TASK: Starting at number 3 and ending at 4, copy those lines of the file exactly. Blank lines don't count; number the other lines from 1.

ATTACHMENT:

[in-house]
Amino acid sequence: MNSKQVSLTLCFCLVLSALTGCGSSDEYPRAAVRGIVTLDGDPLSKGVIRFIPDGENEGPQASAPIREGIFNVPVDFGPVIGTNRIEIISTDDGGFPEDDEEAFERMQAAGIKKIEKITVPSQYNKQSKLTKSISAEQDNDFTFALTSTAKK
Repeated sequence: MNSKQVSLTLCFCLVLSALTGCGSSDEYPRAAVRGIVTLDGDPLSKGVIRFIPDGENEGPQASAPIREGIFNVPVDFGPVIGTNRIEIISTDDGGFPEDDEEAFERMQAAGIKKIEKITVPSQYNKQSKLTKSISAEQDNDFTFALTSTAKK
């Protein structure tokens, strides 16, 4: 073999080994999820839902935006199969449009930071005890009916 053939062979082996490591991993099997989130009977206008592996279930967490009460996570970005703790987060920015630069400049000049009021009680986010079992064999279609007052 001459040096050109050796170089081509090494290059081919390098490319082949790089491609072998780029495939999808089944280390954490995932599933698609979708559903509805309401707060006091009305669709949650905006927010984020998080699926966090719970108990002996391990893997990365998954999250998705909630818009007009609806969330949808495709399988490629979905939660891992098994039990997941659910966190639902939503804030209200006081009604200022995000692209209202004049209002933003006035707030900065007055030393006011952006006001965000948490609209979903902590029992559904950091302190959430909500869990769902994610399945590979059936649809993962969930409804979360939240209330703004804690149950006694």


Repeated sequence: MNSKQVSLTLCFCLVLSALTGCGSSDEYPRAAVRGIVTLDGDPLSKGVIRFIPDGENEGPQASAPIREGIFNVPVDFGPVIGTNRIEIISTDDGGFPEDDEEAFERMQAAGIKKIEKITVPSQYNKQSKLTKSISAEQDNDFTFALTSTAKK
């Protein structure tokens, strides 16, 4: 073999080994999820839902935006199969449009930071005890009916 053939062979082996490591991993099997989130009977206008592996279930967490009460996570970005703790987060920015630069400049000049009021009680986010079992064999279609007052 001459040096050109050796170089081509090494290059081919390098490319082949790089491609072998780029495939999808089944280390954490995932599933698609979708559903509805309401707060006091009305669709949650905006927010984020998080699926966090719970108990002996391990893997990365998954999250998705909630818009007009609806969330949808495709399988490629979905939660891992098994039990997941659910966190639902939503804030209200006081009604200022995000692209209202004049209002933003006035707030900065007055030393006011952006006001965000948490609209979903902590029992559904950091302190959430909500869990769902994610399945590979059936649809993962969930409804979360939240209330703004804690149950006694």